Es prangte als Statement auf T-Shirts, Instagram-Bildern und in den Köpfen zahlreicher Frauen: ‘The Future is Female’. Und was vielen offensichtlich seit Monaten in den Gedanken umherschwirrt und in Worte gefasst auf der Zuge liegt, hat die niederländische Modedesignerin Sofie Nieuwborg als Kollektion interpretiert. Mit Farben als Ausdrucksmittel und Kunst als Ausgangspunkt erinnern ihre Entwürfe in der Zusammensetzung dabei an vielschichtige Collagen, die sich mit plakativen Schriftzügen und asymmetrischen Schnitten in die eigenen Gedankengänge heften und der Komplexität des Themas annehmen.

Ausgebildet an der Royal Academy of Fine Arts in Antwerpen designte Nieuwborg ihre Kollektion noch während ihres Studiums, nutzte ihre eigenen Illustrationen als Grundlage und den belgischen Innovationsgeist, der die Wände der Modeschule wohl immer noch behaftet, als antreibende Kraft. Wir haben mit der Nachwuchsdesignerin die Kollektion und ihre Arbeit in ihre Bestandteile zerlegt – Schnipsel für Schnipsel.


What first triggered you about the topic “The Future is Female”?

I usually don’t decide on topics, they just happen. When I read the sentence “The Future is Female” it spoke to me because I was already thinking about the topic months before I started doing the collection. Those two strong archetypes (“Future” and “Female”) combined in one sentence have so much meaning and thereby sparked so many interesting conversations for me. This sentence really was at the core of the collection.

How did your research prior to the collection look like?

I drew a lot. At the very start it was unintentionally, just colours and vibes I felt at that particular moment. Then I researched and read loads about different topics. I am very organized and meticulous in my work and at some magical point I start to see connections and everything comes together in a way that makes it seem like it belongs together.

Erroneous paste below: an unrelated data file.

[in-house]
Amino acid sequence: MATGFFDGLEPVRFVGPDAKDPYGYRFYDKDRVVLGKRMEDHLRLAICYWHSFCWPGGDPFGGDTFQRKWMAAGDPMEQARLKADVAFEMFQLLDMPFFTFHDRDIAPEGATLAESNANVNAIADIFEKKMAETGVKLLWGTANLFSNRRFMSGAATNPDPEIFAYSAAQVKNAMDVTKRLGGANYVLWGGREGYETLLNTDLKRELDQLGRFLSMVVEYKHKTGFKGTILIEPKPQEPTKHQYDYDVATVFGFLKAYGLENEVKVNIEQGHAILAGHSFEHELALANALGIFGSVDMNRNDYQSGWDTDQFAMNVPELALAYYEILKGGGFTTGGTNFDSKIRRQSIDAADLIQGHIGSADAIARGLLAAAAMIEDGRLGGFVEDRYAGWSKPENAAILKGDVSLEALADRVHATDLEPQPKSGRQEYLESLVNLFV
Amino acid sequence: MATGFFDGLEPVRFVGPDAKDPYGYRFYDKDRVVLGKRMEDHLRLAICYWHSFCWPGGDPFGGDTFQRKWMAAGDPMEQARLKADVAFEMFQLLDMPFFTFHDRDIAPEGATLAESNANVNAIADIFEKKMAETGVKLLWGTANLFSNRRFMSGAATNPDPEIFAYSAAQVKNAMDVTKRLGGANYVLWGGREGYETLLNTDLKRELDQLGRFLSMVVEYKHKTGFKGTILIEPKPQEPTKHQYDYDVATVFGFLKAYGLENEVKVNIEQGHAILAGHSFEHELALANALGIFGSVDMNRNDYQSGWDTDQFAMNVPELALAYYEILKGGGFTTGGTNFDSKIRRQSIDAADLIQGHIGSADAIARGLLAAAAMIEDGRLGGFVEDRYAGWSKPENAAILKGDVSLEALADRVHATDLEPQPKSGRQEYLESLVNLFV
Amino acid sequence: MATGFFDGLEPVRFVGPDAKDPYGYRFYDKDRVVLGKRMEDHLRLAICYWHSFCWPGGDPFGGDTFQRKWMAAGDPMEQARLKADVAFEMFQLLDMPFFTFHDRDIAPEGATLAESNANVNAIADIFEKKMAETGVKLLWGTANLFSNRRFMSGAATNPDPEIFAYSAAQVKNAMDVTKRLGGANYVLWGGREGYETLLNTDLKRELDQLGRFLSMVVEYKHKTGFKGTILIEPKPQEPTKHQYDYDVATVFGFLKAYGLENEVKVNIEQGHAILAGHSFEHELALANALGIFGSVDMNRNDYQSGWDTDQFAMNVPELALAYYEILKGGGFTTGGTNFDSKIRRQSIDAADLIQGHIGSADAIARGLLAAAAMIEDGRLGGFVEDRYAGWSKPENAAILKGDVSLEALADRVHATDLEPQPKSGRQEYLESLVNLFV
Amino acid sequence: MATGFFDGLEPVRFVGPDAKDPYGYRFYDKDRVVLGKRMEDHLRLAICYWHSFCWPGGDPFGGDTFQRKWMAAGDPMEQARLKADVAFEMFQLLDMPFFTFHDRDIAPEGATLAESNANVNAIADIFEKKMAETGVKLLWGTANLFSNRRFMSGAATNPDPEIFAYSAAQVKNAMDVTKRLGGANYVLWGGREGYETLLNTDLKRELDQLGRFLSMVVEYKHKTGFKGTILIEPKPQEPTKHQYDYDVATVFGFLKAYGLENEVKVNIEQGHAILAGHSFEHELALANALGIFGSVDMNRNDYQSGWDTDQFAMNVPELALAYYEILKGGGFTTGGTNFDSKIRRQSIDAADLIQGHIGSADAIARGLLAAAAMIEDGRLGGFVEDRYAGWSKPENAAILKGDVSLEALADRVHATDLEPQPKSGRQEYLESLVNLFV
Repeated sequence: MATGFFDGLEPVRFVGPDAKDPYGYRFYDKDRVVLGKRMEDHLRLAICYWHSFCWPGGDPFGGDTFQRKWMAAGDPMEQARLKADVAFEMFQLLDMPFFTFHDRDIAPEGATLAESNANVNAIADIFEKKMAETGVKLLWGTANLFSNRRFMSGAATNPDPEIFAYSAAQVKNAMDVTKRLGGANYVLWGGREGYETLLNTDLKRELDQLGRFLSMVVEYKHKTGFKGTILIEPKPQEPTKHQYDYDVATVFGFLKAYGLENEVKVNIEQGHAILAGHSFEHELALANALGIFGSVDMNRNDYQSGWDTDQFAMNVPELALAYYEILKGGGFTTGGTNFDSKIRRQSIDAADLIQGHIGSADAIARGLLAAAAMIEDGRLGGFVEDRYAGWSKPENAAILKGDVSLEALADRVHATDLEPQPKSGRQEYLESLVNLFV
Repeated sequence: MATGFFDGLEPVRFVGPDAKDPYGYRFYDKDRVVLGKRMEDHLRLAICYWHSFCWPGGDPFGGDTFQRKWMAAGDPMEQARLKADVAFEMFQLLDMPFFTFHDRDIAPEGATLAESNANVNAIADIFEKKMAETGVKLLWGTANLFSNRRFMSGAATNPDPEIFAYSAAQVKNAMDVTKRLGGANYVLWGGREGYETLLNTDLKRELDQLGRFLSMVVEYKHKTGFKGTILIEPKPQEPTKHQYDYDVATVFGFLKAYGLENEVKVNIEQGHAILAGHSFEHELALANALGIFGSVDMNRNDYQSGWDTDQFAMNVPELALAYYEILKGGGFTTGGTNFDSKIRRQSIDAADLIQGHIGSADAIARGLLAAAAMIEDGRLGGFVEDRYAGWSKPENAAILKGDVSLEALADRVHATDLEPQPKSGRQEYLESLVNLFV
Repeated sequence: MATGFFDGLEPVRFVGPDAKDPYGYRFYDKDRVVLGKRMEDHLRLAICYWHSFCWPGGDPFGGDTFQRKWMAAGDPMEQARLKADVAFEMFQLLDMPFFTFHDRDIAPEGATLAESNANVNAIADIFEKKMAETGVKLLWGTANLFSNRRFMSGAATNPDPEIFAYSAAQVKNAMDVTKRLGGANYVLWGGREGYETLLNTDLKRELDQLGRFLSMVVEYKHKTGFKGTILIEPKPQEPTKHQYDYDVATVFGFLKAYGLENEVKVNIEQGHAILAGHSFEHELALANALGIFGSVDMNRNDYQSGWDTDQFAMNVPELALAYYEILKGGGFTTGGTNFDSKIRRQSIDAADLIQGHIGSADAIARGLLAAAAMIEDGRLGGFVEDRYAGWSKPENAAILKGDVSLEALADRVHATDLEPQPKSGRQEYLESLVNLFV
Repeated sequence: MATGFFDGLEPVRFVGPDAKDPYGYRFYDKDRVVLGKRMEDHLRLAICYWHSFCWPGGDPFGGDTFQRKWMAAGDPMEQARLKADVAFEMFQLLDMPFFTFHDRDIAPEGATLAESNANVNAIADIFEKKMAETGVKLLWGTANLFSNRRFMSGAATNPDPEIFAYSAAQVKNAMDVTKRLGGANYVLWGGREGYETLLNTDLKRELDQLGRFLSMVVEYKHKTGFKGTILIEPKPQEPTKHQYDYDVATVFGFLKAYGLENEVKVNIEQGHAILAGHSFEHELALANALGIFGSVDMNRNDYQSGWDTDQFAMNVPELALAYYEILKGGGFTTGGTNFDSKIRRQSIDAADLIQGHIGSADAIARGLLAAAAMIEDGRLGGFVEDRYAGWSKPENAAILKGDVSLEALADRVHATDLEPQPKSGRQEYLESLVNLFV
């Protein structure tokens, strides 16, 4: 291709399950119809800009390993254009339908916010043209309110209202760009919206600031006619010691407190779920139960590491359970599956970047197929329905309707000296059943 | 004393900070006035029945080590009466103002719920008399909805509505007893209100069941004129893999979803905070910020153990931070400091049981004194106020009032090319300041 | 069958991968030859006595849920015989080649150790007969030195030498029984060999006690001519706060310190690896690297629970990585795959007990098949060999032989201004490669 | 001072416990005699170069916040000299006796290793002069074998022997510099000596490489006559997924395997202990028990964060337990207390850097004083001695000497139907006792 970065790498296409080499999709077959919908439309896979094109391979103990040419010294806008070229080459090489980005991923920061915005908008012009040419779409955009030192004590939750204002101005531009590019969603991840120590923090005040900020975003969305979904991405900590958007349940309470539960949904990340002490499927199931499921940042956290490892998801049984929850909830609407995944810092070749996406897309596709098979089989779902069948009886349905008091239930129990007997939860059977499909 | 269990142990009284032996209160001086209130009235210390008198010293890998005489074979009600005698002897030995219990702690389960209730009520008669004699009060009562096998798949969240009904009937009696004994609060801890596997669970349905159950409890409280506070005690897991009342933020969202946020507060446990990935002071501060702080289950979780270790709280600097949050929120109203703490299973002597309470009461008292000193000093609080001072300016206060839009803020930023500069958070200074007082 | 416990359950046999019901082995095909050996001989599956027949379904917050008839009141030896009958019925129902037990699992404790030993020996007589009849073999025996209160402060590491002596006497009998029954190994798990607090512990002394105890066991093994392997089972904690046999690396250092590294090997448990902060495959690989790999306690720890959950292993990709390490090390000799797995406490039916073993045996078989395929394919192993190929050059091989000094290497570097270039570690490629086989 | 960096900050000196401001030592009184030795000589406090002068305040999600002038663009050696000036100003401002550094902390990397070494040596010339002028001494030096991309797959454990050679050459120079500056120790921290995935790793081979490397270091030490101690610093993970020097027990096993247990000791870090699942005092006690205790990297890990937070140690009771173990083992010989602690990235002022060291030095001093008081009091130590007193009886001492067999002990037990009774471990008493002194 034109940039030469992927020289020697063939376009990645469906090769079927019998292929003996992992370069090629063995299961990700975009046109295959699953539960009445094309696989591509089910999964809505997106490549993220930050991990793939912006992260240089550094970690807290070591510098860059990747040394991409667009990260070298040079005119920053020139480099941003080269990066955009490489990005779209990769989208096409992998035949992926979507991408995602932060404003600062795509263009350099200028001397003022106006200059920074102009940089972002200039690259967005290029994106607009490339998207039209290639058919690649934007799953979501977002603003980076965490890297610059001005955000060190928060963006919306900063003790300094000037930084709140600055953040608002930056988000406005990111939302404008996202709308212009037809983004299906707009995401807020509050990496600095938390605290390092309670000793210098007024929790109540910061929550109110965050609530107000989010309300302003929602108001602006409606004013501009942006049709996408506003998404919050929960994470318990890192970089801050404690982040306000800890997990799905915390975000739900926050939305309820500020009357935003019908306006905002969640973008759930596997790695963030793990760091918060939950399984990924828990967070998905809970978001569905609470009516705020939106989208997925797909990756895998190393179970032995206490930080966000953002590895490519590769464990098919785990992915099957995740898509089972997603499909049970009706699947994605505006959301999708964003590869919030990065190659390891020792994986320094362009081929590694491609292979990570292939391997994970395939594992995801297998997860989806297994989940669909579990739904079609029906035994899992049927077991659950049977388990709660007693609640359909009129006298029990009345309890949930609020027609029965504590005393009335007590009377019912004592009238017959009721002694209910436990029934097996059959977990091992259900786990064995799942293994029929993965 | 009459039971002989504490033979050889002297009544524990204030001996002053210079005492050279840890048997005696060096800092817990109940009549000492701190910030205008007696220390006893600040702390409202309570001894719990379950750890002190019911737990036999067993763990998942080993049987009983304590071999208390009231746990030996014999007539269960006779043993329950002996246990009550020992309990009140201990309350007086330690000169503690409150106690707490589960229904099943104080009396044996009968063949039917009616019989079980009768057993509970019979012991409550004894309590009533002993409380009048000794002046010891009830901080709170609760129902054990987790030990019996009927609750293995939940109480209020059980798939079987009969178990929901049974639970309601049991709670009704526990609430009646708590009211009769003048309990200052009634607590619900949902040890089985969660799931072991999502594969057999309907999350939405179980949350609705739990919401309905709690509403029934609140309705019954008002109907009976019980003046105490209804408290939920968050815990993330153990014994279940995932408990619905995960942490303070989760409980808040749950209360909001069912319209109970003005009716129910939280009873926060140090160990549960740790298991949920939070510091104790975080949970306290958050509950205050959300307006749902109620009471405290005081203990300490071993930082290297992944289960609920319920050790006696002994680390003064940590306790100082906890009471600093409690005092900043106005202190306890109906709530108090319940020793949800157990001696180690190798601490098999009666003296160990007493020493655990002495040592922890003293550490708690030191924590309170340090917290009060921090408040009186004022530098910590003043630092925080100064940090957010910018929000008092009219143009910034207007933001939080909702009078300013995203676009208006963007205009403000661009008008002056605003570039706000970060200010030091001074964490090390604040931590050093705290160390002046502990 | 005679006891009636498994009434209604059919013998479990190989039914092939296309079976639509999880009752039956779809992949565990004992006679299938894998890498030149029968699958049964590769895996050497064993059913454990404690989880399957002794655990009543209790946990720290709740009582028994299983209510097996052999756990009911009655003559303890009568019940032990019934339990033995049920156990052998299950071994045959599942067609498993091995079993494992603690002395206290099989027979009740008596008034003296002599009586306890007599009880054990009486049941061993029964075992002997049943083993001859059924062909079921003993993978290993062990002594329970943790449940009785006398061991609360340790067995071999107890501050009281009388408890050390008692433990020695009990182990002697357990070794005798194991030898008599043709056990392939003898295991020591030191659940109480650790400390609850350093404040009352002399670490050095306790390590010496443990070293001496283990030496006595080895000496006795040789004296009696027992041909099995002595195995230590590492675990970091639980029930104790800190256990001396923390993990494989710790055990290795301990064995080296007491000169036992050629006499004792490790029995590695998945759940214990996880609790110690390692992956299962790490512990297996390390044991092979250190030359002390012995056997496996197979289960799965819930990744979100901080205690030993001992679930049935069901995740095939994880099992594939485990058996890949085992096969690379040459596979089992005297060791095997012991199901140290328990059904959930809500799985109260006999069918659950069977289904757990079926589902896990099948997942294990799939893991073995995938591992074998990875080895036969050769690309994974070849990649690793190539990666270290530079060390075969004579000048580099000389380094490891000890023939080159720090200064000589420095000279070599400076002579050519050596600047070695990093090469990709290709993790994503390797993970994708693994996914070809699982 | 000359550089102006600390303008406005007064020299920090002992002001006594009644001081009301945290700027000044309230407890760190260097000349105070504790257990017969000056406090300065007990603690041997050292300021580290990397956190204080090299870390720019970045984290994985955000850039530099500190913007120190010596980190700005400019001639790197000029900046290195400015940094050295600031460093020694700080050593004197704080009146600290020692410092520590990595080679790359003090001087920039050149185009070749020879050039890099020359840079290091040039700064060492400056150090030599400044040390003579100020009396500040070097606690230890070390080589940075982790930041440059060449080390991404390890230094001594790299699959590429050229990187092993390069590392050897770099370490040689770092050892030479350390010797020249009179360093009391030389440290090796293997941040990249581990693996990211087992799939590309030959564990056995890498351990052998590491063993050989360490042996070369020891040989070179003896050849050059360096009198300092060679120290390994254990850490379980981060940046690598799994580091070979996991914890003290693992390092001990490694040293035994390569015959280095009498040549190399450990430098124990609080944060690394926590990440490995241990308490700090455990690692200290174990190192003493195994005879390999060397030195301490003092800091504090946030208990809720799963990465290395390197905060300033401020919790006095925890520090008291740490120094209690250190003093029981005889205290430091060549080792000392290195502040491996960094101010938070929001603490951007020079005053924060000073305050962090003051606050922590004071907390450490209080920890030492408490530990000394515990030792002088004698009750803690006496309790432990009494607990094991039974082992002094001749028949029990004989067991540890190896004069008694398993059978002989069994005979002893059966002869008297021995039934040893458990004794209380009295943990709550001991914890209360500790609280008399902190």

How did you then try to transform that subject into clothes?

I made Photoshop collages of clothing and then translated these collages into garments with the collage feeling still visible. I also referenced a lot of the artists that fed the process.


Which artists were you interested in?

Artists that shaped me will always be Barbara Hepworth, Ana Mendieta and Franz Erhard Walther. They are always with me and their work influenced me deeply. I like to connect these artists I love and admire to my personal experiences in life.

Why did you decide on fashion as a creative outlet oppose to other artistic fields?

It was never fashion in particular that interested me but the vibe of the Royal Academy of Fine Arts in Antwerp, where I currently study, that really attracted me, made me love fashion, and showed me its extensive language. Fashion is a form of art that does not belong (only) in a museum. It combines a practical need for “being clothed” with the existential need of humans to express themselves and find themselves. These two factors make it very appealing to me: its usefulness and its trivialness.

How does studying in Antwerp, a place where so many influential designers have learned their craft, feel to you?

Antwerp is my home, I grew up here, and that will always be the most important meaning the city will have for me. But I do believe the large amount of preceding successful designers sparks kind off a “sky is the limit”-attitude.


Do you feel obliged to initiate the change you would want to see as a young designer?

Well, if you feel a need to address a certain topic I don’t think you should ever wonder whether or not to do it. Do it. With me it all comes from a very natural place, not an urge to make statements. I am aware that I am not the only one thinking about this, but that happens. As long as a message is used with good intentions I’m cool with it.

If you could change anything in the fashion industry what would that be?

Too much. Just too much.

What are your plans for your own future?

To have maximum faith in life and listen to the universe.




Illustrationen von Sofie Nieuwborg

Von Trisha Balster




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